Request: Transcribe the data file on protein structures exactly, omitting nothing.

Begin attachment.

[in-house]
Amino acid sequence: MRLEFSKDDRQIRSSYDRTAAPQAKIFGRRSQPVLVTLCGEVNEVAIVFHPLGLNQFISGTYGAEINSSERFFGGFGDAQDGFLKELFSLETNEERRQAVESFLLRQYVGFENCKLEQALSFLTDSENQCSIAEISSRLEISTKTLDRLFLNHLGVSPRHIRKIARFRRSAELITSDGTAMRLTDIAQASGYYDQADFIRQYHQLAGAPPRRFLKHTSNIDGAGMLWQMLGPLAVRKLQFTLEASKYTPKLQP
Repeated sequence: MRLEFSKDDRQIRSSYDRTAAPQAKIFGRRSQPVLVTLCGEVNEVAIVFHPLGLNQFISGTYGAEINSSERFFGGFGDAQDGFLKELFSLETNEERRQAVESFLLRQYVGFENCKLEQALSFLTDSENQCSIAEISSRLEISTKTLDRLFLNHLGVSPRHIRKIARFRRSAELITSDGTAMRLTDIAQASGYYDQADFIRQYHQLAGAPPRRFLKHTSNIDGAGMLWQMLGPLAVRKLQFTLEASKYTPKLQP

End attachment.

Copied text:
[in-house]
Amino acid sequence: MRLEFSKDDRQIRSSYDRTAAPQAKIFGRRSQPVLVTLCGEVNEVAIVFHPLGLNQFISGTYGAEINSSERFFGGFGDAQDGFLKELFSLETNEERRQAVESFLLRQYVGFENCKLEQALSFLTDSENQCSIAEISSRLEISTKTLDRLFLNHLGVSPRHIRKIARFRRSAELITSDGTAMRLTDIAQASGYYDQADFIRQYHQLAGAPPRRFLKHTSNIDGAGMLWQMLGPLAVRKLQFTLEASKYTPKLQP
Repeated sequence: MRLEFSKDDRQIRSSYDRTAAPQAKIFGRRSQPVLVTLCGEVNEVAIVFHPLGLNQFISGTYGAEINSSERFFGGFGDAQDGFLKELFSLETNEERRQAVESFLLRQYVGFENCKLEQALSFLTDSENQCSIAEISSRLEISTKTLDRLFLNHLGVSPRHIRKIARFRRSAELITSDGTAMRLTDIAQASGYYDQADFIRQYHQLAGAPPRRFLKHTSNIDGAGMLWQMLGPLAVRKLQFTLEASKYTPKLQP